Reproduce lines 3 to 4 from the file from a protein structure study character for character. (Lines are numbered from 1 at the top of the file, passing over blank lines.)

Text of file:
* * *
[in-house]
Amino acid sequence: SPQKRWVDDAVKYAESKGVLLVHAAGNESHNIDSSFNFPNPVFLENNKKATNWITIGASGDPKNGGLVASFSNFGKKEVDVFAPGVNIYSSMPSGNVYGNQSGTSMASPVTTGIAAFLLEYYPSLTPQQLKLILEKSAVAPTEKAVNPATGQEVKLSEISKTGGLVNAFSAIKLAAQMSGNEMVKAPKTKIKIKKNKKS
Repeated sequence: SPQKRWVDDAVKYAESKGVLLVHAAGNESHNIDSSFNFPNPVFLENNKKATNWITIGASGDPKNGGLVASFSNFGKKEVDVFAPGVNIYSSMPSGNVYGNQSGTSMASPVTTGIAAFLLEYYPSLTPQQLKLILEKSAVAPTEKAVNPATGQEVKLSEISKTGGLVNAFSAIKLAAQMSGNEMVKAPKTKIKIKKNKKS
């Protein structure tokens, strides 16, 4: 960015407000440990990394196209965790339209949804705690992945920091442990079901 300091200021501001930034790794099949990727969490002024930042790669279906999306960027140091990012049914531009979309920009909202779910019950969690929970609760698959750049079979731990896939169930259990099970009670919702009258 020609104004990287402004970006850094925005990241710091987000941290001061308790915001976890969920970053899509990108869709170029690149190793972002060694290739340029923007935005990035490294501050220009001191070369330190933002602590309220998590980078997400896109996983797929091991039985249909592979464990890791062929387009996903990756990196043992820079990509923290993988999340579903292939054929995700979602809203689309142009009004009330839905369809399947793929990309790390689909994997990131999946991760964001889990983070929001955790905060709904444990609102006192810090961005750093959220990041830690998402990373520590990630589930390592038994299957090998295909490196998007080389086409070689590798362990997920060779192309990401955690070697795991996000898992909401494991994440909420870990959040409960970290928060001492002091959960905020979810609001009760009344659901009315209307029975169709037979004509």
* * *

Repeated sequence: SPQKRWVDDAVKYAESKGVLLVHAAGNESHNIDSSFNFPNPVFLENNKKATNWITIGASGDPKNGGLVASFSNFGKKEVDVFAPGVNIYSSMPSGNVYGNQSGTSMASPVTTGIAAFLLEYYPSLTPQQLKLILEKSAVAPTEKAVNPATGQEVKLSEISKTGGLVNAFSAIKLAAQMSGNEMVKAPKTKIKIKKNKKS
């Protein structure tokens, strides 16, 4: 960015407000440990990394196209965790339209949804705690992945920091442990079901 300091200021501001930034790794099949990727969490002024930042790669279906999306960027140091990012049914531009979309920009909202779910019950969690929970609760698959750049079979731990896939169930259990099970009670919702009258 020609104004990287402004970006850094925005990241710091987000941290001061308790915001976890969920970053899509990108869709170029690149190793972002060694290739340029923007935005990035490294501050220009001191070369330190933002602590309220998590980078997400896109996983797929091991039985249909592979464990890791062929387009996903990756990196043992820079990509923290993988999340579903292939054929995700979602809203689309142009009004009330839905369809399947793929990309790390689909994997990131999946991760964001889990983070929001955790905060709904444990609102006192810090961005750093959220990041830690998402990373520590990630589930390592038994299957090998295909490196998007080389086409070689590798362990997920060779192309990401955690070697795991996000898992909401494991994440909420870990959040409960970290928060001492002091959960905020979810609001009760009344659901009315209307029975169709037979004509």